By a quirk of apartheid history, the customs union also makes South Africa probably the most generous donor in the world. Peter Fabricius of Independent Newspapers points out that in 1969, the apartheid government took the decision to use SACU to curry favour in Southern Africa. Instead of 99% of the customs revenue collected going to South Africa, the distribution formula was adjusted to transfer the lion’s share to Botswana, Lesotho, Namibia and Swaziland. Fifty years later, this has created the perverse relationship in which South Africa now transfers just over R50 billion a year to these countries with no strings attached. R50 billion a year is more than 5% of government revenue, which is proportionally more than double the United Nations target. It is more than double what the world’s most generous international donors spend on aid. In terms of sheer volume, R50 billion a year puts South Africa in the same league as international donors, such as Ireland or Denmark.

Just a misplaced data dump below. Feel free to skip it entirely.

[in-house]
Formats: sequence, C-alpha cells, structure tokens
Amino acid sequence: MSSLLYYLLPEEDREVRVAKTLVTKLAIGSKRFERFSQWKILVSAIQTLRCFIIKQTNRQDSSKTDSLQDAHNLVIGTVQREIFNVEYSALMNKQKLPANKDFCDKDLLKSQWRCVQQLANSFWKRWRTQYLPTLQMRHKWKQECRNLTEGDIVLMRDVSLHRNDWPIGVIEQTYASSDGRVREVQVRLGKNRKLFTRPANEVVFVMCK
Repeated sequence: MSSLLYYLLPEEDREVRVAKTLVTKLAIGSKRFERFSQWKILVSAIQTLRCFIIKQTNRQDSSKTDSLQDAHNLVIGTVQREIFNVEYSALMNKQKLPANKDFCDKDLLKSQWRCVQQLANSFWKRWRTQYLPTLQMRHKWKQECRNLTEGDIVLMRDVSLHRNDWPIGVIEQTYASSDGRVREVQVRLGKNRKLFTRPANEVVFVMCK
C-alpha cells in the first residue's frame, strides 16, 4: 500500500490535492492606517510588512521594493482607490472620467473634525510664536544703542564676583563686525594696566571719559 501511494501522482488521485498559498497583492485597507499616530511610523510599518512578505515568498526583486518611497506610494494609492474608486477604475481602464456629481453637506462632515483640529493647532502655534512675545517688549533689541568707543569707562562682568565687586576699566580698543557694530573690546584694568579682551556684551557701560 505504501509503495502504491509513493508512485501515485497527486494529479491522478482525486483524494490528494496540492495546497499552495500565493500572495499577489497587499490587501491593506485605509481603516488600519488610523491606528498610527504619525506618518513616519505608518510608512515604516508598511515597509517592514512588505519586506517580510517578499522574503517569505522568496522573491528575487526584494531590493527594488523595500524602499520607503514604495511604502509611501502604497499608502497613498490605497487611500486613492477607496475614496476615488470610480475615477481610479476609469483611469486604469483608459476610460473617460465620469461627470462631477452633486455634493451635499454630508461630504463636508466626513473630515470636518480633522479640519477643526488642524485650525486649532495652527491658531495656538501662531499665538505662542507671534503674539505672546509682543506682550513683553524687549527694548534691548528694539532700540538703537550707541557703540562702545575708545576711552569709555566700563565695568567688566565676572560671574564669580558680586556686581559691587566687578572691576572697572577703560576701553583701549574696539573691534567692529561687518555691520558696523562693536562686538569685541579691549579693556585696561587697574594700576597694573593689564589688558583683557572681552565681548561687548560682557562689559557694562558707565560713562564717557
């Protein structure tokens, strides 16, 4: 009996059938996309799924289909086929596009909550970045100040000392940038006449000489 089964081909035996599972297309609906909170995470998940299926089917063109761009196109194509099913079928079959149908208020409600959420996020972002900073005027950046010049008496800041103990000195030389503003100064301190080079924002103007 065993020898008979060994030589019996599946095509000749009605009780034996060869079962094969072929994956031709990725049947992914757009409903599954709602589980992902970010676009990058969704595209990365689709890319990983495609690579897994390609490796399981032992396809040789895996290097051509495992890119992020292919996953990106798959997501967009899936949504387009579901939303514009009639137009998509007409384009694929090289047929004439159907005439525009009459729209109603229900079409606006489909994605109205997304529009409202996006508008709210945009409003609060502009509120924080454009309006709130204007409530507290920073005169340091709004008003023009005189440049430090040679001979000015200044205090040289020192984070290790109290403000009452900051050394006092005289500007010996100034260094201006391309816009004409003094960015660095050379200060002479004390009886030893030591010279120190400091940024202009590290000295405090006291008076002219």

With South Africa’s most recent budget speech reflecting serious constraints to the fiscus, one would expect more debate about whether the volume of this spending is still in South Africa’s interests. Notably, one cannot help begging a justification for Botswana still receiving this enormous subsidy even though the country’s GDP per capita is a tenth larger than South Africa’s. Similarly while Namibia is not as rich as South Africa, it is far from being a poor country and one that traditional, richer donors struggle to justify supporting with aid. Furthermore, the funding provided is not at all a small contribution to these governments’ budgets. As Fabricius reported, the SACU grant “now funds 50% of Swaziland’s entire government revenue, 44% of Lesotho’s, 35% of Namibia’s and 30% of Botswana’s.”